Getting to Know You

A new host this week, Scillagrace (Priscilla Grace) who invites us to present a “Getting To Know You” post showing your relationship with a subject you’ve photographed. The subject could be a Person, a Place, a Culture, an Object…anything that has captured your attention, won your affection and taught you a thing or two.

 

The long white cloud

My love affair with the south-west began many years ago as a child on holiday. The long drive down from the north of England when there were few motorways was not my favourite part as I suffered badly with travel sickness. But once we had arrived in our caravan in either Dorset, Devon or Cornwall I was entranced.

Wind forward 50 years or so and dreams of a move to the south-west were becoming a reality. Several holidays in Cornwall helped us decide where it was we wanted to live. And that was practically the end of the country. West Penwith.

The toe of England, the bit that weather forecasters always put their arm across, the extreme south-west which gets battered by the Atlantic storms scudding across the Celtic Sea .

Where Land’s End lies.
And mermaids sigh.

Lanyon Quoit and Ding Dong Mine

For some reason the wildness and openness of this part of the country appealed to us. It’s rural charm and tin mining history, patchwork fields and Cornish hedges, tiny fishing villages and remote beaches are endearing, though maybe not so much during the school holidays when the population rises dramatically and roads are choked, car parks full and beaches heaving.

Carn Galver mine

Living in the countryside in a hamlet of less than twenty houses you start to notice nature.

The weather.
The clouds.
The sunsets and sunrises.
Wildflowers.

It has a very different character to the rest of Cornwall; it feels almost like an island. Remote villages and hamlets are strung along one of the most beautiful roads in the land  between St Just and St Ives.

And travel is slow due to tractors, trucks, German campervans, French motorhomes, sharp bends and drystone granite walls that you desperately try to avoid at all costs when reversing into a ‘passing place’.  The unhurried pace gives  you time to catch a glimpse of

A blue-green sea.
The tumble-down mine.
A white-washed cottage.
Golden sands.

The narrow lanes and Cornish hedges are full of wild flowers such as Sheep’s bit  Scabious and Pennywort.

Frothy cow parsley.
Towering foxgloves.
Red campion (which is really pink).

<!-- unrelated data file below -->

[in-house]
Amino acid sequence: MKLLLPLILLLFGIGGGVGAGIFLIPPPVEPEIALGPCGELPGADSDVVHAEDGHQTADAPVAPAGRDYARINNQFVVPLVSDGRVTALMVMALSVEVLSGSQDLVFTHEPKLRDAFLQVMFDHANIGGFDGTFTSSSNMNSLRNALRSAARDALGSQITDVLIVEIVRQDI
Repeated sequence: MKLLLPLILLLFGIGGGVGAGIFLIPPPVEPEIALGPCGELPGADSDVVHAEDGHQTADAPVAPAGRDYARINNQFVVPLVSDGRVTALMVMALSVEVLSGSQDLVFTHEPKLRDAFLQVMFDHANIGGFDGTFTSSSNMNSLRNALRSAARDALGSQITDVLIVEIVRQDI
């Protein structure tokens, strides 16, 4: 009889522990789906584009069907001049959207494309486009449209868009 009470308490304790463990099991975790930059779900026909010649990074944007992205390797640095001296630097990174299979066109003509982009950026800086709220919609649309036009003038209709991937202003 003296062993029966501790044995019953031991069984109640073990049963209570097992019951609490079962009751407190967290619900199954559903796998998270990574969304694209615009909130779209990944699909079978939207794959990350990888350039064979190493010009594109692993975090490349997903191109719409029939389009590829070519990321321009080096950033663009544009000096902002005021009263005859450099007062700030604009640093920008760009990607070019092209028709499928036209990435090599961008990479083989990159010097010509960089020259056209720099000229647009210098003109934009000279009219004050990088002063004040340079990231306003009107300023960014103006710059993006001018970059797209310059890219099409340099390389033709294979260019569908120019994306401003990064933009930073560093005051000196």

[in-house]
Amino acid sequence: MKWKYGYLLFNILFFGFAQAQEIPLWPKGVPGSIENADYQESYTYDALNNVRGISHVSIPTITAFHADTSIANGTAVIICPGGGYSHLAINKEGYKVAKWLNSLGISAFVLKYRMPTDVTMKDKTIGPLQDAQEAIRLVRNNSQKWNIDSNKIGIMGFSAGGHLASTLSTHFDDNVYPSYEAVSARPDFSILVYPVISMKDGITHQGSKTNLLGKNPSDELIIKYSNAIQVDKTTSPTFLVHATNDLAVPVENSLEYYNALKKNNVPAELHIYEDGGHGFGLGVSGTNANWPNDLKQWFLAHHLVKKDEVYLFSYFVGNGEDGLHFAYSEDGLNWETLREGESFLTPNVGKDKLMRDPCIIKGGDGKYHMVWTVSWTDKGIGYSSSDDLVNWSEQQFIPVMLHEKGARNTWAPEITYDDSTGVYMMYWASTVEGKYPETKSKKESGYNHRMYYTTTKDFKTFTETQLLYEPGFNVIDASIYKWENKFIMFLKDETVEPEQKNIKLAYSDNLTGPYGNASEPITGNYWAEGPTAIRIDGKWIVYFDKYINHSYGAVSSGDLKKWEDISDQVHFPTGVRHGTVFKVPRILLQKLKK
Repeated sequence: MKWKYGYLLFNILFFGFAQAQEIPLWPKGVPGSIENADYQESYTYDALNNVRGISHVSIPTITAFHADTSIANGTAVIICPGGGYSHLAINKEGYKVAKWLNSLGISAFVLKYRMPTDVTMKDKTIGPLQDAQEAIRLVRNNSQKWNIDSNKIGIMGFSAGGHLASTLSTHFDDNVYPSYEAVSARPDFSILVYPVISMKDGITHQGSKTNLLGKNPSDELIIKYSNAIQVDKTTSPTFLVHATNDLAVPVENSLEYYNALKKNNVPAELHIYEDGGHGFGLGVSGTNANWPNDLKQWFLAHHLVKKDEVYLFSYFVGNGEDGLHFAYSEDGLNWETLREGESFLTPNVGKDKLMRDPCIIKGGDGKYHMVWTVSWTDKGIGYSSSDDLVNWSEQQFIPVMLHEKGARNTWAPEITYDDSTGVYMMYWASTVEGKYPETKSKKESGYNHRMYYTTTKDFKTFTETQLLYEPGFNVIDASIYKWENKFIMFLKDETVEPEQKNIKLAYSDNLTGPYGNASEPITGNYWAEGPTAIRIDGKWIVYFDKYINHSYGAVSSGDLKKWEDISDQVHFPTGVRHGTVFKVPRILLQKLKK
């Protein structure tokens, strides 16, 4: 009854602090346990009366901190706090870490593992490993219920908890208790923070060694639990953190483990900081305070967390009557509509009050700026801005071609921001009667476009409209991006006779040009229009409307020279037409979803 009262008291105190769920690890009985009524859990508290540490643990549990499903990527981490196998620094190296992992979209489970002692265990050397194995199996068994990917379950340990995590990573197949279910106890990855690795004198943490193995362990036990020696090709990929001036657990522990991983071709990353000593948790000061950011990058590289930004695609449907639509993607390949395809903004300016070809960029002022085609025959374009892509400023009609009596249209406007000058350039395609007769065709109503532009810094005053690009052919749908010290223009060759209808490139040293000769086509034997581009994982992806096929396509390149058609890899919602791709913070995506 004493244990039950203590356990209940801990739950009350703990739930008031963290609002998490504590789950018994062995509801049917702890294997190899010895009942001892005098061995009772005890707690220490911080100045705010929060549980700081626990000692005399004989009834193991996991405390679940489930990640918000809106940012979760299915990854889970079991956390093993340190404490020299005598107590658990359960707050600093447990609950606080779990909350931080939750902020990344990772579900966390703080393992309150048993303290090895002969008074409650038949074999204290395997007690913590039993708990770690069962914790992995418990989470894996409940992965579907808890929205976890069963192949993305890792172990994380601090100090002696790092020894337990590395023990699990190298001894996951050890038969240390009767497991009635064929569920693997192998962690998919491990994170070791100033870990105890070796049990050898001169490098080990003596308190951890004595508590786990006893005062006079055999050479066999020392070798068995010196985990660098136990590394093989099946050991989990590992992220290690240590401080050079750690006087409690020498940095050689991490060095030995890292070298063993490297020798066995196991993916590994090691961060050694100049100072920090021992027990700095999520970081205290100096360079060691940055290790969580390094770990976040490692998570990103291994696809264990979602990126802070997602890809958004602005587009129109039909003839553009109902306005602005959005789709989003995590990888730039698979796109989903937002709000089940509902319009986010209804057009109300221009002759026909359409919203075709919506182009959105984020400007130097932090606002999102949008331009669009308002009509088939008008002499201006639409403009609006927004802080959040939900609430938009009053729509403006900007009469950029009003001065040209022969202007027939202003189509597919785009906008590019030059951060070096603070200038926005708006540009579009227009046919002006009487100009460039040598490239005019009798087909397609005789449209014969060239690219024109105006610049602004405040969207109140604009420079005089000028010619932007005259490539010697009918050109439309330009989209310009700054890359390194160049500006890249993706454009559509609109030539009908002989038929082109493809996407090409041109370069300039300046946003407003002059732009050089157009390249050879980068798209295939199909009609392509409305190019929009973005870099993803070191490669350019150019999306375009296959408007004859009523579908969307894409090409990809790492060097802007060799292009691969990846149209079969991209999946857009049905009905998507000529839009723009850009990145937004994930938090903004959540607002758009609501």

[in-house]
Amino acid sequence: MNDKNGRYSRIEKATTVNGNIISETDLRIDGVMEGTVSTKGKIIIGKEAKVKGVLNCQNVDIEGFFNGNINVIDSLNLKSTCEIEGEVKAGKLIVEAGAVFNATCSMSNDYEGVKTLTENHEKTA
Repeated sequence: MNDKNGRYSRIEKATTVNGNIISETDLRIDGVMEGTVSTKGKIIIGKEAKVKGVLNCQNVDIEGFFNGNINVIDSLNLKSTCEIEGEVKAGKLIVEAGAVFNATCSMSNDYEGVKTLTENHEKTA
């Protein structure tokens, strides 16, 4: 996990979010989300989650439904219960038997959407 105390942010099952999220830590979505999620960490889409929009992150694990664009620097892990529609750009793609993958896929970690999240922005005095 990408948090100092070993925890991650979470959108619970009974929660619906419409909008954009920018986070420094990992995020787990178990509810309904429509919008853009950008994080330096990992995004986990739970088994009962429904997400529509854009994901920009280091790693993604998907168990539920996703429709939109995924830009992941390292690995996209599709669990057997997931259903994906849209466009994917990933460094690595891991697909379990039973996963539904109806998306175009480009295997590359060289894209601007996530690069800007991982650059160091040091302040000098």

Starry stitchwort(Lesser and Greater).
English bluebells
and Montbretia.

I have spent a lot of time photographing my neighbourhood in the five years since I moved here. I have learned the names of plants that I had never seen before and I even spent an entire year recording nature in a monthly photographic blog journal. I don’t think I have ever in my entire life come to know a place as intimately as I have with this one.

Or love it as much.

Lens-Artists Photo Challenge #145 | Getting to know you

63 Comments Add yours

  1. Your post is so inviting – I think I want to be there too!

    1. Heyjude says:

      Bit wet at the moment, but we definitely needed it!

      1. Same here – a bit damp, but mustn’t complain.

  2. It is amazing thought to write about Getting to know the thing you photographed. Loved the article and photographs.

    1. Heyjude says:

      Thanks. Glad you enjoyed the post 😊

  3. How marvellous that you have settled in “your place”. And such a lovely place!

    1. Heyjude says:

      Just as well since we have been stuck here for the past three years! But we have a week away in nearby Somerset at the end of May – baby steps!

  4. You have a lovely patch of nature over there, It´s no wonder why it got you, knowing the plants that surrounds you is even more crazy. I think I need to do that as well..:-))Thank you for sharing your idyllic place, I really enjoyed your post.

  5. beetleypete says:

    Your love affair with Cornwall explained in photos. Nicely done, Jude.
    Best wishes, Pete. x

  6. artfulcrone says:

    What a wonderful post! I’m not a traveler but Cornwall is one place I would very much love to visit.

  7. Tina Schell says:

    Your world is so different from mine Jude, and yet you love it for the same reasons I love mine. The sea, the air, the flowers, the slower pace – the wonders of nature and its impact on our spirit. And yes, when school ends our world becomes a bit more difficult because so many others choose to enjoy it too. I loved getting to know your beautiful landscapes, and your header is amazing. Really wonderful post – your love comes shining through.

  8. Ann Mackay says:

    I enjoyed the chance to see your home area through your eyes. Hubby and I visited Cornwall a few years ago. (2006 – yikes, longer than I thought!) We had a great time exploring and I fell in love with St Ives. 🙂

  9. JohnRH says:

    Beautiful beautiful. Been there. Beautiful.

  10. Sue says:

    A wonderful ode to lesser known, out of season rural Cornwall, Jude….I was entranced by the ruined mines aged 11, but never went back, other than for a very brief trip in the early’80s,more fool me

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